Placenta accreta refers to any abnormally invasive placental implantation. Diagnosis is suspected postpartum with failed delivery of a retained placenta. Massive obstetrical hemorrhage is a known complication, often requiring peripartum hysterectomy. We report a case of presumed placenta accreta in a patient following failed manual removal of a retained placenta. We describe an attempt at conservative management with methotrexate in a stable patient desiring future fertility. Treatment was unsuccessful and led to the development of a disseminated intrauterine infection complicated by a bowel obstruction, requiring both a hysterectomy and small bowel resection. In hemodynamically stable patients, conservative management of placenta accreta may involve leaving placental tissue in situ with subsequent administration of methotrexate. However, ongoing close observation is required to identify complications.

1. Introduction

Placenta accreta is an obstetrical complication associated with significant maternal morbidity and mortality. It is caused by a defect in the decidua basalis resulting in an abnormally invasive placental implantation [1]. This disruption is often related to previous uterine scars, including caesarean sections and prior uterine curettage [2]. Other risk factors associated with placenta accreta are multiparity ( > 6 pregnancies); placenta previa; prior intrauterine infections; elevated maternal serum alpha-fetoprotein; and maternal age over 35 years [24]. Histologically, placenta accreta is identified by trophoblastic invasion of the myometrium in the absence of intervening decidua [1]. The spectrum includes invasion of the superficial myometrium (accreta), invasion into deeper myometrial layers (increta), and invasion through the serosa and/or adjacent pelvic organs (percreta) [5].

Ideally, the diagnosis might be evaluated antenatally in high-risk pregnancies and suspected using ultrasound [1]. This could allow for predelivery planning to reduce maternal morbidity and mortality. Unfortunately, most cases are identified only at the time of delivery when forcible attempts at manual removal of the placenta are unsuccessful [6]. Severe postpartum hemorrhage may result and may lead to complications such as massive transfusion of blood products; DIC; acute renal failure; infectious morbidities; ARDS; loss of fertility [1]. Mortality is as high as 7% [7].

Traditionally, caesarean hysterectomy at the time of delivery has been the preferred management strategy for placenta accreta [1]. Not only does this approach preclude future fertility, but it is also a procedure synonymous with significant perioperative risks [7]. For women who wish to conserve their reproductive function, other treatment options have been described. In some settings, uterine conservation (with the placenta left in situ) may be an alternative strategy [59]. Adjuvant therapy with methotrexate has also been used to expedite resorption of placental tissue [68].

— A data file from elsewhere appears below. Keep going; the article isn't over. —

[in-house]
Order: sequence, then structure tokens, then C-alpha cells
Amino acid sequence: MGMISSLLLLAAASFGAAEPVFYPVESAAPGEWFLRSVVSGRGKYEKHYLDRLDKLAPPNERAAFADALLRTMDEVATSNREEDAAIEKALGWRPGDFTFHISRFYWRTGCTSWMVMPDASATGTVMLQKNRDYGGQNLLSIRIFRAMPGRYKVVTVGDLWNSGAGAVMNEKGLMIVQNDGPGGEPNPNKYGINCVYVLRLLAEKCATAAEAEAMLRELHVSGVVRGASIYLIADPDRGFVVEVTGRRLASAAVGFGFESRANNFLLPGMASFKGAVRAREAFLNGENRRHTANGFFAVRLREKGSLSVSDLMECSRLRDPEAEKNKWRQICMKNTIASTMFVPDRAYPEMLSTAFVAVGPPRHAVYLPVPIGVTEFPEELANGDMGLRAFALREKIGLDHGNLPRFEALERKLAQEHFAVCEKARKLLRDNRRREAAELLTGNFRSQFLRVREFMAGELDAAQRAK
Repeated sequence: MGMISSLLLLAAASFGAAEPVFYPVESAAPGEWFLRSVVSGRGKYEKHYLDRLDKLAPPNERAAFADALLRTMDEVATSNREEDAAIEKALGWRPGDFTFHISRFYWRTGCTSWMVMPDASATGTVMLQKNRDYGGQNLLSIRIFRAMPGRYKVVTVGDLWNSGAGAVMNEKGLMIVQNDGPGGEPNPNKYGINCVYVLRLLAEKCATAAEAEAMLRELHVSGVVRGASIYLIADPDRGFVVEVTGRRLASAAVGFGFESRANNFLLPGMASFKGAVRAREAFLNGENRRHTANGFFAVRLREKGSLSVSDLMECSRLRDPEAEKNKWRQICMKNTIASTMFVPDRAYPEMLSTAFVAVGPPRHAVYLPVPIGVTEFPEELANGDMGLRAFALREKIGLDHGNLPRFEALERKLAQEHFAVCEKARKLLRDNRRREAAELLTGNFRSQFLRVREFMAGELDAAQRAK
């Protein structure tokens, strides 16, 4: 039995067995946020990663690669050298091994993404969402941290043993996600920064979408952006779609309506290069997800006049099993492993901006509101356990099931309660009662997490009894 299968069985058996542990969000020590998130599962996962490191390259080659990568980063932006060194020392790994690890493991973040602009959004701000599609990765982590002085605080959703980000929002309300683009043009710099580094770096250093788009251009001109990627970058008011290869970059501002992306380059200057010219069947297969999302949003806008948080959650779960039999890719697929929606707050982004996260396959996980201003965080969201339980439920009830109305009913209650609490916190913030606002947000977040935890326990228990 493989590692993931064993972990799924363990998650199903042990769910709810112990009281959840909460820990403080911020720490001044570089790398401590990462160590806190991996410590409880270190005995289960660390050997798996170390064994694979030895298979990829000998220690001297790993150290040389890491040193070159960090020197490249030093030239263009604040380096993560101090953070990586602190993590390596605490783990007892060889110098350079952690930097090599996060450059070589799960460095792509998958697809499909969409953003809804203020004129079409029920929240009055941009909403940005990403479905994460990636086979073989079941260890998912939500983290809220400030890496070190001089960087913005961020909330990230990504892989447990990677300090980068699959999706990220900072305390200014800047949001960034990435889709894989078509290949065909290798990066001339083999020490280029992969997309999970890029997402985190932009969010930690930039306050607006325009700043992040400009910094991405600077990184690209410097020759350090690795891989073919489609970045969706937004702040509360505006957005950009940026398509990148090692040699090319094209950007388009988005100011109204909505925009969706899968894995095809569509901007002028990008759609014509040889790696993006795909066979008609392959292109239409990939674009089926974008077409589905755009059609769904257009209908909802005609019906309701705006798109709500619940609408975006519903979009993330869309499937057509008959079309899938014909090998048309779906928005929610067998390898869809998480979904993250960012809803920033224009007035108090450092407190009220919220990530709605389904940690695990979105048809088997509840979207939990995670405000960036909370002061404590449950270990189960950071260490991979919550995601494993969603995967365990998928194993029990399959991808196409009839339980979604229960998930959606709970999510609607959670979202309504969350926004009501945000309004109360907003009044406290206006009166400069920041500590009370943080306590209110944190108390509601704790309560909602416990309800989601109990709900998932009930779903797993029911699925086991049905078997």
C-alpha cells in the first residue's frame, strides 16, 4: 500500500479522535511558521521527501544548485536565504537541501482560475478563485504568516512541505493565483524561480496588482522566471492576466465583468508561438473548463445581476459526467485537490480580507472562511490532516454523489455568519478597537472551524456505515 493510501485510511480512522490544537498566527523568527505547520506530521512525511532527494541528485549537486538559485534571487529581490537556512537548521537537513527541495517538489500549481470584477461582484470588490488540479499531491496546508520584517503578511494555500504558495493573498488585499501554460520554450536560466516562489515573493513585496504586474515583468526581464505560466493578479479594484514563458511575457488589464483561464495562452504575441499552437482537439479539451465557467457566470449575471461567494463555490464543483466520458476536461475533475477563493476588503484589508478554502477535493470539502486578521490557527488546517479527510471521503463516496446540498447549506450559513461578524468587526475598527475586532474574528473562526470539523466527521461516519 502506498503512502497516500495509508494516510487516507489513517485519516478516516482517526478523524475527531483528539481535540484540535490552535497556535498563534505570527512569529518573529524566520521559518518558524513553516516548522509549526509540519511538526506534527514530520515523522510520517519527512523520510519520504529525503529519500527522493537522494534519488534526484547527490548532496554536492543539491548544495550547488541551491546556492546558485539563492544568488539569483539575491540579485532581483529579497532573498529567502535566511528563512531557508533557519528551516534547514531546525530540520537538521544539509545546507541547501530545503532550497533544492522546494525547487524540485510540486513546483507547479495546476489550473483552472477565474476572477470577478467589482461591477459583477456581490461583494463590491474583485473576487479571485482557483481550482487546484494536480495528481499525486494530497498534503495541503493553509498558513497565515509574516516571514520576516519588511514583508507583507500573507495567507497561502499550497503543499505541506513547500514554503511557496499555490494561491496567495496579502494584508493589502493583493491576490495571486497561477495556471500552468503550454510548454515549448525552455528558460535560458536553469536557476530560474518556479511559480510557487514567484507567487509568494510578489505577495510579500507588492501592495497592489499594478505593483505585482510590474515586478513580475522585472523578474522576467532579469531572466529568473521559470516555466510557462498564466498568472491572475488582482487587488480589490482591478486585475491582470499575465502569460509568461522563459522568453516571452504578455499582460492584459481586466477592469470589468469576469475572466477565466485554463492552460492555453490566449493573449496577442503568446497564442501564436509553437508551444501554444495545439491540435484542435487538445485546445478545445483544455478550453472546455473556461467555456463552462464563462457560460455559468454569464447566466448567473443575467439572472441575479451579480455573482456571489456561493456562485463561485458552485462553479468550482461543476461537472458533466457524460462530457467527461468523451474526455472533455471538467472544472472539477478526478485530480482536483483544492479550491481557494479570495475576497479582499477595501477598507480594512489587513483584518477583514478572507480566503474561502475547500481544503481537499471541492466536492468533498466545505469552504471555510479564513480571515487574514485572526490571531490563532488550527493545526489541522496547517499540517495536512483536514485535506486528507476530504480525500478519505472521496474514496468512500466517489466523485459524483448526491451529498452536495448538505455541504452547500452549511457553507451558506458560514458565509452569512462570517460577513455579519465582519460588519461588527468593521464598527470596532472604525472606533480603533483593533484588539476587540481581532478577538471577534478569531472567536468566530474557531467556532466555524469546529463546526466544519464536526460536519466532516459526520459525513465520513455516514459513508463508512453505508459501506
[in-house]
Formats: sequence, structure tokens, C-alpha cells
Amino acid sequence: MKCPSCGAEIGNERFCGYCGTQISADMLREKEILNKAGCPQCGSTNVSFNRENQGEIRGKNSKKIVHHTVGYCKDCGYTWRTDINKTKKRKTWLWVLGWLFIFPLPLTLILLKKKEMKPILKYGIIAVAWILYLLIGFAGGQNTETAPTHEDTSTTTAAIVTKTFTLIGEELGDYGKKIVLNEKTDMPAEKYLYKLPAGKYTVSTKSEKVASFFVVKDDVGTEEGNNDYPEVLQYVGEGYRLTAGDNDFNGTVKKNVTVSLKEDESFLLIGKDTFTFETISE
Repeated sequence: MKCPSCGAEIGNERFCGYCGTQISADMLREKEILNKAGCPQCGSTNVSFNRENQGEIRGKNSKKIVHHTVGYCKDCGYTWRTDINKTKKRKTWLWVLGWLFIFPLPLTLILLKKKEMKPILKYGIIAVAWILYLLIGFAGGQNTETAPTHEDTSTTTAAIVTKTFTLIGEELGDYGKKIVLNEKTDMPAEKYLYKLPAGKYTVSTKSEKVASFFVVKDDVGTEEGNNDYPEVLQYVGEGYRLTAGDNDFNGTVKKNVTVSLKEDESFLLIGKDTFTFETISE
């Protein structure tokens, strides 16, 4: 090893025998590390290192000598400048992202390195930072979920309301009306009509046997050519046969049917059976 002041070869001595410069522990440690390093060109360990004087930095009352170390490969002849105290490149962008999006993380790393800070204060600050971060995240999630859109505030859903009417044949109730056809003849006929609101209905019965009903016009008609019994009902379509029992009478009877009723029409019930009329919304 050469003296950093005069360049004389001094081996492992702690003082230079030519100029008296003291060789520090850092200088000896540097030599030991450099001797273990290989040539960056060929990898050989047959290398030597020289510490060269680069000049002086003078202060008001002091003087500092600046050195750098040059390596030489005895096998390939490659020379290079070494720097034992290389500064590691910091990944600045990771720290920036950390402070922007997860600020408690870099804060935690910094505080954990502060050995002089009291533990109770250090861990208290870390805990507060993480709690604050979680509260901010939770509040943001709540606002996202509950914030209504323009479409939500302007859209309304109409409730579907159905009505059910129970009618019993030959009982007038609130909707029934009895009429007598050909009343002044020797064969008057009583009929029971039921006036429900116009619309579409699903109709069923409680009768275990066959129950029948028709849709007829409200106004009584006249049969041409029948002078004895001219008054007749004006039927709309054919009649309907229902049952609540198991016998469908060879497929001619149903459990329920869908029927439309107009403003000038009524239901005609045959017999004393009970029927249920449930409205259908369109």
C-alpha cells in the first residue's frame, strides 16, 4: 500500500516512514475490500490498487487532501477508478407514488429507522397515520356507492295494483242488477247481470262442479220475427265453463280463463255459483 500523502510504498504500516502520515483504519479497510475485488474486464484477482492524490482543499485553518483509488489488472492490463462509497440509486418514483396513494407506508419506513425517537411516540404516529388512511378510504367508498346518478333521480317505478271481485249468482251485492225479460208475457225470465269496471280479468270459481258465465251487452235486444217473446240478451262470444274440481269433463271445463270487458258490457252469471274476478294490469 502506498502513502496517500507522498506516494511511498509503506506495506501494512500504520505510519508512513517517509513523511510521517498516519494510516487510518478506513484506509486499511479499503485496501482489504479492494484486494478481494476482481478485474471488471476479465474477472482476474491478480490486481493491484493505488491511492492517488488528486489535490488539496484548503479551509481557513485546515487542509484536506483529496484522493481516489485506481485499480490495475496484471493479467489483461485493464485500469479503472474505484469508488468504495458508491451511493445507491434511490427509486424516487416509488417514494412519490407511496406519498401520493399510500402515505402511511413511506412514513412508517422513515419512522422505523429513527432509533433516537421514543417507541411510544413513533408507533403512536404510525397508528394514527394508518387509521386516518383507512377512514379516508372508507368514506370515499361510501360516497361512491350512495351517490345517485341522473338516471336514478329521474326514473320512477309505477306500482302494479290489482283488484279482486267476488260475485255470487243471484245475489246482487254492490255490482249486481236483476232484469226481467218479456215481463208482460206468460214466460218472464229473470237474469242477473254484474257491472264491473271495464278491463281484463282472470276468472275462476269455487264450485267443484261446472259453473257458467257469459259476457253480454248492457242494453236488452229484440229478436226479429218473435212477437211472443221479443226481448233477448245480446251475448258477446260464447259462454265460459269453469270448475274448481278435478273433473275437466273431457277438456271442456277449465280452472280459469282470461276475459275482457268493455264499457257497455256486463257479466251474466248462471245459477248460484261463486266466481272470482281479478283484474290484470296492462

2. The Case

A 32-year-old multiparous woman (gravida 7, para 6) presented to a nursing station in Arviat, Nunavut at 34 weeks gestational age in preterm labour. The patient subsequently delivered precipitously prior to transfer to a tertiary care centre. Her obstetrical history was significant for six previous vaginal deliveries and two neonatal deaths secondary to an autosomal recessive metabolic disorder. She had been transferred to a tertiary centre in Winnipeg twice during her current pregnancy for episodes of antepartum hemorrhage. At 19 weeks, she was admitted to hospital for observation and was discharged home after 24 hours. At 32 weeks, she was admitted again for vaginal bleeding. On this admission, her hemoglobin was 78 g/L. A subsequent fetal assessment confirmed an unremarkable right anterolateral placenta that was clear of the internal os and an active fetus with a biophysical profile score of 8/8. No evidence of abruption was noted. She was discharged home.

Following spontaneous vaginal delivery, the placenta failed to deliver over the next eight hours. The patient was transferred to a community hospital in northern Manitoba for manual removal. Upon arrival, she was hemodynamically stable without significant vaginal bleeding. The patient was taken to the operating room to undergo manual removal of the retained placenta. The surgeon was only able to remove small fragments of tissue as the remainder of the placenta was densely adherent to the myometrium. Intraoperative vaginal bleeding occurred and was managed with a combination of vigorous fundal massage, uterine packing, oxytocin, and carboprost. The bleeding settled over the following 18 hours, at which point the packing was removed. She received prophylactic intravenous antibiotics and three units of packed red blood cells. On postpartum day 2, an abdominal ultrasound was performed. A large 12 cm soft tissue mass was visualized at the uterine fundus that was felt to be invading the myometrium.

On postpartum day 3, only mild vaginal bleeding had occurred, and the patient was transferred to a tertiary centre in Winnipeg with a presumed diagnosis of placenta accreta. Upon arrival, her serum 𝛽 hCG was 16 320 IU/L. The following day, she received a single dose of 75 mg of methotrexate intramuscularly and was started on a course of prophylactic cephalexin. Management then continued as an outpatient with twice-weekly visits to clinic to monitor for infection and bleeding. By postpartum day 16, her serum 𝛽 hCG had decreased to 1447 UI/L and her hemoglobin to 79 g/L. Upon assessment in clinic that day, she described ongoing mild-to-moderate vaginal bleeding and was found to have an isolated temperature of 3 8 . 5 C. The patient was admitted to hospital for 48 hours. Blood cultures were taken, two units of packed red blood cells were transfused, and oral cephalexin was continued. An abdominal ultrasound (Figure 1(a)) revealed persistent retained placental tissue.